Laws are not enough to end child labor -- we see that every time a new factory is found filled with children who should be in school. But making progress against child labor must begin with banning it. Laws set standards and norms, and affect what people see as acceptable. They establish the guidelines that many businesses willingly follow -- and exact penalties on the ones that do not. Without this legal groundwork, how can hazardous worksites filled with children be prevented from operating? How can those sending children to work in mines be penalized? How can civil society advocate for better implementation of child labor regulations?
Forty-six countries around the world do not prohibit children from performing hazardous work before the age of 18 -- not just labor, but labor which countries around the world have agreed "by its nature or the circumstances in which it is carried out, is likely to harm the health, safety or morals of children." Among these, 16 countries do not protect children aged 15 or younger from doing hazardous work.
In dozens of the countries with legislation, exceptions to the laws allow children younger than the official minimum age to do hazardous work -- when taking these exceptions into account, the number of countries permitting hazardous work during childhood climbs to 83. Some common examples of exceptions are for educational, vocational, or training purposes (28 countries); for particular types of work, often agricultural (20 countries); or if working with family members (12 countries). But it is hard to see the educational value of hazardous child labor.
How do we know this, and why wasn't it known before? National labor legislation is no secret -- most countries make it available online through resources like the ILO's NATLEX repository. But finding the answer to a question even as simple as which countries permit hazardous work for children required reading through thousands of pages of legal text in multiple languages. Our team and colleagues at the World Policy Analysis Center undertook this herculean task, and spent many months reading, analyzing, and systematically translating this wealth of information into a framework that permits clear comparisons of child labor laws around the world, as well as many other laws and policies.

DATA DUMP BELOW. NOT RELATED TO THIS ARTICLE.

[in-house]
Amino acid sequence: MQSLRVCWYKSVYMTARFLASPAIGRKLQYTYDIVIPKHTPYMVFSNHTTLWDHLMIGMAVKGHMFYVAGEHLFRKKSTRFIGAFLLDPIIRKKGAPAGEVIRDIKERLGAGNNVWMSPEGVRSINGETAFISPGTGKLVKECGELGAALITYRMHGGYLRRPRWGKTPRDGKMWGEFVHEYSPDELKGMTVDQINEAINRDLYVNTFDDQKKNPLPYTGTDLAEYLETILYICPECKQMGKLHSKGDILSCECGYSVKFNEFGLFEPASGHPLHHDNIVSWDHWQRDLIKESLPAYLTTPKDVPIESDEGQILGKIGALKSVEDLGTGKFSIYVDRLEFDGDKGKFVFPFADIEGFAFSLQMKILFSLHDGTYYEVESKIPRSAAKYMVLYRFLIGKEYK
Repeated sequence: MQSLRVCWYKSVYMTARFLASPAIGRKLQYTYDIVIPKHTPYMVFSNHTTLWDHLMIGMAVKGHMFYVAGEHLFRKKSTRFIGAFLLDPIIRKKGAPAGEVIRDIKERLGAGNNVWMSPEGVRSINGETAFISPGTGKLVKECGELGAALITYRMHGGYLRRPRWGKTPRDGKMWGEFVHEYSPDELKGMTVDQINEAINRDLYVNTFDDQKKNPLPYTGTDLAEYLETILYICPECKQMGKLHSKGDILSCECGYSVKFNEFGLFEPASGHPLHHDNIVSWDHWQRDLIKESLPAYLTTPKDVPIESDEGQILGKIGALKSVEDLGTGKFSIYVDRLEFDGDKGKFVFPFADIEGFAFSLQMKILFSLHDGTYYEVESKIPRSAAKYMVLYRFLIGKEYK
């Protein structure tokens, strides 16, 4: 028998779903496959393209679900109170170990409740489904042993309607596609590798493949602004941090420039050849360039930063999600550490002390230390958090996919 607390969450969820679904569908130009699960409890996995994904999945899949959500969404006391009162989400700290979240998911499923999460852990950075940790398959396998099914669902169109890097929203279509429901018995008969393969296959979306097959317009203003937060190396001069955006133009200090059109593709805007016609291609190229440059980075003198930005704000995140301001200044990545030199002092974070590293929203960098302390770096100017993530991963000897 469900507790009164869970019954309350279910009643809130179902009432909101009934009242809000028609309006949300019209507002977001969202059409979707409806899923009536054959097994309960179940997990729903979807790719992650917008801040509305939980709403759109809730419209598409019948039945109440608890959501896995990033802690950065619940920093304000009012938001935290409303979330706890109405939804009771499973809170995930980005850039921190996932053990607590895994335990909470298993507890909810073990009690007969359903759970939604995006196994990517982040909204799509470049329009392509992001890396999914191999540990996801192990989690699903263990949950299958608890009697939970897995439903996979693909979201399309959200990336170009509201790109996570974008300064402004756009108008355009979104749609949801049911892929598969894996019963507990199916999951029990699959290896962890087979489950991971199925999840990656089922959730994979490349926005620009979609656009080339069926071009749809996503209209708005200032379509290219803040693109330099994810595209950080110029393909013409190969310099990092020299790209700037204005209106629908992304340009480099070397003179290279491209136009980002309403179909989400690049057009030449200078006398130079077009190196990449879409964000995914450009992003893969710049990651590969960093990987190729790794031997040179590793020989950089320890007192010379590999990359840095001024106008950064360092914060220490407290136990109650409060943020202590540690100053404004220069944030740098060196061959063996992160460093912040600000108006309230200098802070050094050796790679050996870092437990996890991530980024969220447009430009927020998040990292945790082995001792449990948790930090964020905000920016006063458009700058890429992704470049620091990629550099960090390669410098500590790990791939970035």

Child labor is often seen as a phenomenon very difficult to measure and monitor. More efforts need to be made to find illegal factories and monitor workplaces to ensure that no children are working. If we are going to reduce the worst forms of child labor, we also need to track and shine a light on whether countries are taking the first crucial step towards combating child labor: making it illegal.
This week, the world celebrates -- if celebrates is the right word -- the World Day Against Child Labor for the twelfth time. The idea that children should not be permitted to do work that is inherently harmful is difficult to contest -- indeed, 177 countries have ratified the International Labour Organization's Worst Forms of Child Labour Convention (1999). Despite this widespread agreement, child labor continues to limit the life chances of hundreds of millions of children worldwide.
If it is taking this convention seriously, the UN should publish a map of which countries have failed to pass laws to make hazardous child labor illegal. Consumers should have a choice about where their goods originate from. People living within countries that have committed to ending child labor but have failed to take even the first step should have more tools to work for effective change.
Take a look at where countries are on laws regulating hazardous child labor, full-time work, work on school days, and night work. Join us in working to hold nations accountable for their action -- or inaction. Then we would really have something to celebrate.